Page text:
There is absolutely everything wrong with

Your perception of what

You think my hair should look like.

 

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16Sep/17
Terri New

Poetic Justice | “Humility” by Terri New

“Humility” by Terri New

My misinterpretation of the word humble
handcuffed me.
The keys were inside of me.
I swallowed it, along with the words:
“I can do that”
Instead I told myself:
Sit down child.
Be quiet.
Just act like you don’t know.
Be teachable.
My humility humiliated me.

 

Terri New is a Ghanaian living in Pittsburgh, PA | IG @terridiaries
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09Aug/17
Maimouna Youssef

Shine Your Light with Songstress Maimouna Youssef

Grammy nominated music artist Maimouna Youssef has just released a new hot single “Shine Your Light” with DJ Dummy. Bringing back the old flavor of fun fueled concept music that had blazed the air waves in the 70s. Talented and beautiful, Maimouna Youssef allows listeners to escape melodically to an acoustic utopia. Taji Mag had the opportunity to interview her about her new single, her influences, and her sage like wisdom on life.

Taji Mag: What sparked your influence for your new single?
Maimouna Youssef: I wanted to develop music to make people feel good about themselves. Being that I grew up informed about the struggle through my family, I have not been surprised by today’s hardships. I feel like people that didn’t have similar upbringing, don’t know how to deal with some of the issues of today. I hear people say that they don’t know what to do with all this negativity going on in the world and I want them to know that it is going to be ok. That they can keep moving forward because what we are going through is nothing new.
TM: How did you combine dance and concept music in your new single “Shine Your Light”?
MY: I took influence from the 70’s that fused concept and dance music together for people to enjoy. Music shouldn’t have to be really serious or just dance music, it can be both and the 70’s were good for that.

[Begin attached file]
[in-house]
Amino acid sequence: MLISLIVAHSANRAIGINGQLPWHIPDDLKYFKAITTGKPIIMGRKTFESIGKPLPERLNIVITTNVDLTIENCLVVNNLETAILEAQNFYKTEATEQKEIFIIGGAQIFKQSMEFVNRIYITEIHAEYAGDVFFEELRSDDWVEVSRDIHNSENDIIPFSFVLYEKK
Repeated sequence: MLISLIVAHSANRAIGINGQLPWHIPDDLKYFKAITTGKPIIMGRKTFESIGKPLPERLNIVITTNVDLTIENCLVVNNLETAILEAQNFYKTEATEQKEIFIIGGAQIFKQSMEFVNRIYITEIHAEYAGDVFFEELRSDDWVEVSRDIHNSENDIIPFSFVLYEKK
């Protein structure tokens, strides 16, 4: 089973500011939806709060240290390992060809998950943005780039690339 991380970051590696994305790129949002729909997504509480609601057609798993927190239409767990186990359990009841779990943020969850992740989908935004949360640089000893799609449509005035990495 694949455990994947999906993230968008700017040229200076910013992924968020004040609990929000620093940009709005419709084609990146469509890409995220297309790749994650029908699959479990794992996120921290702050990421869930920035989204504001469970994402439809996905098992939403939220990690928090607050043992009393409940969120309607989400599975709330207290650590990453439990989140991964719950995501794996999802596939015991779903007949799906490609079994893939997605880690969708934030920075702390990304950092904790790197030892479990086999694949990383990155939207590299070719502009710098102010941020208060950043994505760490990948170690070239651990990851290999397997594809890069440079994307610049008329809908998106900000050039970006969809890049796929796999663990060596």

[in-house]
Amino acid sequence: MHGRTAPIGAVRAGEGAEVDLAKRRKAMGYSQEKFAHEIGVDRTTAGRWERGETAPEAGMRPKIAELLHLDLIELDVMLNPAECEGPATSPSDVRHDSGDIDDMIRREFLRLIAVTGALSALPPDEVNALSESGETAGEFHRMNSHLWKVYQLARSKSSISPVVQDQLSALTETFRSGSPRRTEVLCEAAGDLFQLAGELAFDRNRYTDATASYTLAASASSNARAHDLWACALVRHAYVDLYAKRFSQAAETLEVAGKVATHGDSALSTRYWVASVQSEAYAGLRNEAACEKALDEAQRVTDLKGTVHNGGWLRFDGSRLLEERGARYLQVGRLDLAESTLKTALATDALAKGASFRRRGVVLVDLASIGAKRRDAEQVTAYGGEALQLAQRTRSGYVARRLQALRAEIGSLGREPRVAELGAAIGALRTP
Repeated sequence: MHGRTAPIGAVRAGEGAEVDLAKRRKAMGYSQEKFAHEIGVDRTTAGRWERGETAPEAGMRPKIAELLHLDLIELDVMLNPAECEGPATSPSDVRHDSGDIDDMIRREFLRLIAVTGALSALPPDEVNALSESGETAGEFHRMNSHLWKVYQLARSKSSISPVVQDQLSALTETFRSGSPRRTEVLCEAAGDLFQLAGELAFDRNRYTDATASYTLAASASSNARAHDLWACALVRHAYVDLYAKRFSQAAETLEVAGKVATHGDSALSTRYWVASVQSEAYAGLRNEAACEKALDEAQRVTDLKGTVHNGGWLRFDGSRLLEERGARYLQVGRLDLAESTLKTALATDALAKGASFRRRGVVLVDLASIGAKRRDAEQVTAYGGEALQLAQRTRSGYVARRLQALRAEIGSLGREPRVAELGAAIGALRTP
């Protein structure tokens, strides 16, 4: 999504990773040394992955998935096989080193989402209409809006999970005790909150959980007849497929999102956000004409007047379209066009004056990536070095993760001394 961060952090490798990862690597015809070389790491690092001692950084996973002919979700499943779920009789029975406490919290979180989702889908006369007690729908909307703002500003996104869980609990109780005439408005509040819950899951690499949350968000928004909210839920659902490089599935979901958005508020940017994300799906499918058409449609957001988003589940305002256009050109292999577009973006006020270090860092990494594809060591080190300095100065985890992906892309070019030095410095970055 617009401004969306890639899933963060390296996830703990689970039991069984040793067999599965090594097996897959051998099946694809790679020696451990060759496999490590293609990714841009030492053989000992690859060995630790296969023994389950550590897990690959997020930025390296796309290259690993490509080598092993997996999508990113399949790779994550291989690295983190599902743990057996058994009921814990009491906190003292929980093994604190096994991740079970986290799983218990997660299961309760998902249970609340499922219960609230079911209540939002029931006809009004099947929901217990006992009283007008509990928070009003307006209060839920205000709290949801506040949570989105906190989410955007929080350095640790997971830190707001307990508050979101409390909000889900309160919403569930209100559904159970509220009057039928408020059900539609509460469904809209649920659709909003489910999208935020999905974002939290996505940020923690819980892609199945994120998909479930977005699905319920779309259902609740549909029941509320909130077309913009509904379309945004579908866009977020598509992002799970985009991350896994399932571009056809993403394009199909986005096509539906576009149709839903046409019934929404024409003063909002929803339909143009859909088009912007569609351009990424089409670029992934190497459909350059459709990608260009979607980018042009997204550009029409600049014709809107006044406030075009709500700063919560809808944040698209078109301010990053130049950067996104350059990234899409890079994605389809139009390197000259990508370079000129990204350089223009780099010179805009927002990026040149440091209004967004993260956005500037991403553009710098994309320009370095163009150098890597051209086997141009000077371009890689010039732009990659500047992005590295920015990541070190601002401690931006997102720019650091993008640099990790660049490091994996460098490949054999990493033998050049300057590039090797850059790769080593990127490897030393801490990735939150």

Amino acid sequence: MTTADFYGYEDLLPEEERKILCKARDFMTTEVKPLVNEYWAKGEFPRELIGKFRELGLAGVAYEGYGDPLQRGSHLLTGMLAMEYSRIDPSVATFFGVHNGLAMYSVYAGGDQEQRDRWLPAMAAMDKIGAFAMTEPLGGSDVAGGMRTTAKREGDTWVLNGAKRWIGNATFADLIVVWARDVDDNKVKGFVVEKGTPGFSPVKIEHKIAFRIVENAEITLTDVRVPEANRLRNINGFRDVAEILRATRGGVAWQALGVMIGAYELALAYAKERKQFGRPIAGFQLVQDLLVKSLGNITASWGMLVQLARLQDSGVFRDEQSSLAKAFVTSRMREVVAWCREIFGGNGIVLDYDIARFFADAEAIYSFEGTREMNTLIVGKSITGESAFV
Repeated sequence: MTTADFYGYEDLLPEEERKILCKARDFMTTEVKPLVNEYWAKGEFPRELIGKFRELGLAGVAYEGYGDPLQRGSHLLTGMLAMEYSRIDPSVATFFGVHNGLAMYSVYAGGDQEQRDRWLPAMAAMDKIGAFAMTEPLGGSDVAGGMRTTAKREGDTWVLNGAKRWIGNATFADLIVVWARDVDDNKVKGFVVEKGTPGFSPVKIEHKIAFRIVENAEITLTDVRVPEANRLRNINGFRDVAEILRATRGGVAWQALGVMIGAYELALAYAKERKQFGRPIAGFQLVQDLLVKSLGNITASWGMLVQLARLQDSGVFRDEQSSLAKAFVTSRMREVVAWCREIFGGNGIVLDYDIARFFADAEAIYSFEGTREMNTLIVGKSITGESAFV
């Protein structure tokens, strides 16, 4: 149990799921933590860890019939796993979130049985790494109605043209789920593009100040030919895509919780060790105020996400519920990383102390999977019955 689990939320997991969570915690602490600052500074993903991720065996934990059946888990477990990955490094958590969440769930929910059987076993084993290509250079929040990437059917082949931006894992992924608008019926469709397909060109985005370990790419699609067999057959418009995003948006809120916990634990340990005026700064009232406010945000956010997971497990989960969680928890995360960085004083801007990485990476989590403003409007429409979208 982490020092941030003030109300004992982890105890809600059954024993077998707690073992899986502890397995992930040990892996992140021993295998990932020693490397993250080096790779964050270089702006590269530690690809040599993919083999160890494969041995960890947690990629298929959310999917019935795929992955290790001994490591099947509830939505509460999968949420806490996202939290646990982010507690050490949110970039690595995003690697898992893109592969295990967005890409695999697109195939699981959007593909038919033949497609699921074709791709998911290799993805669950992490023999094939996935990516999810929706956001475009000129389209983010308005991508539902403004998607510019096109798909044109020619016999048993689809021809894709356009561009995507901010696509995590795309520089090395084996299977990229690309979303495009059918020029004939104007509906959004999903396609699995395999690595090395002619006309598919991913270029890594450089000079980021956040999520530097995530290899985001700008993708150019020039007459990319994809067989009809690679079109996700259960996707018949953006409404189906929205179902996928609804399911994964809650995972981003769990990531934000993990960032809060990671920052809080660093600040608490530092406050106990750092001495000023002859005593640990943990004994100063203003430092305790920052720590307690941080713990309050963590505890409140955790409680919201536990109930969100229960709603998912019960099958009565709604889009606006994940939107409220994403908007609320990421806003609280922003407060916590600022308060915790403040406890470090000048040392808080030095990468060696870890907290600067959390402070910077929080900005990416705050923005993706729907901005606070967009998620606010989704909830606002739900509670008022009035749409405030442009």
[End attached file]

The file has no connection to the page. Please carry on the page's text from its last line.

TM: Would you ever consider doing a socially conscious album similar to Marvin Gaye’s What’s Going On?
MY: I would love to do a concept album like that. The beauty of being an independent artist is that you are able to put whatever you want to put out without any questions. I love making whatever music I feel moves me. Instead of having someone tell me I can’t put out certain types of work, that limits me as an artist.
TM: How did you learn to keep self love?
MY: My mother inspired me and taught me to love myself. She told me no one else is going to give me that love, so I needed to learn to give it to myself. Everybody should have that love for themselves. I think that it is important now especially with what is going on today that you really have to have that self love.
TM: What advice do you give to your son about life? Women? Society?
MY: I talk to him everyday about his experiences and dealing with emotions. That’s why I have him in boxing in Baltimore with his uncle. To teach him about discipline and dealing with his emotions. I feel like some men of color don’t have that. A way to let out their emotions and not have it bottled in. You see a lot of men with good careers, lots of degrees, money, and are able to function externally but internally they are dealing with a lot of anger and frustrations that they don’t know how to handle. I don’t sugar coat things with my son and keep it real with him. I homeschooled him because during his time in pre-school I felt he wasn’t learning some of the things I wanted him to learn. An Example, in kindergarten he had the daily lesson of differentiating similarities and differences between objects. One day the assignment was to circle all the clowns with red noses and put an X on the ones with different colored noses. I noticed that he had a positive attitude towards the clowns that he was circling because clowns with red noses are the norm but when he had to X out the clowns with different colored noses, I noticed his attitude towards those clowns were more aggressive and dismissive as he was X’ing them out. Then just as an experiment, I asked him instead of using X’s which in our society connote something negative to be excluded and Circles to be something positive to be included, I asked him to use triangles and rectangles which don’t have social connotations neither positive or negative. So, he began doing the assignment and his whole attitude changed. He was feeling positive to all the clowns no matter what color noses they had. I knew right then that that assignment he was being asked to do everyday was teaching social intolerance in the most subconscious and insidious way. Its also teaching self hate because as a boy or color in this society, he’s going to routinely be the one that is different that society will want to X out. If we don’t have self love we didn’t have anything.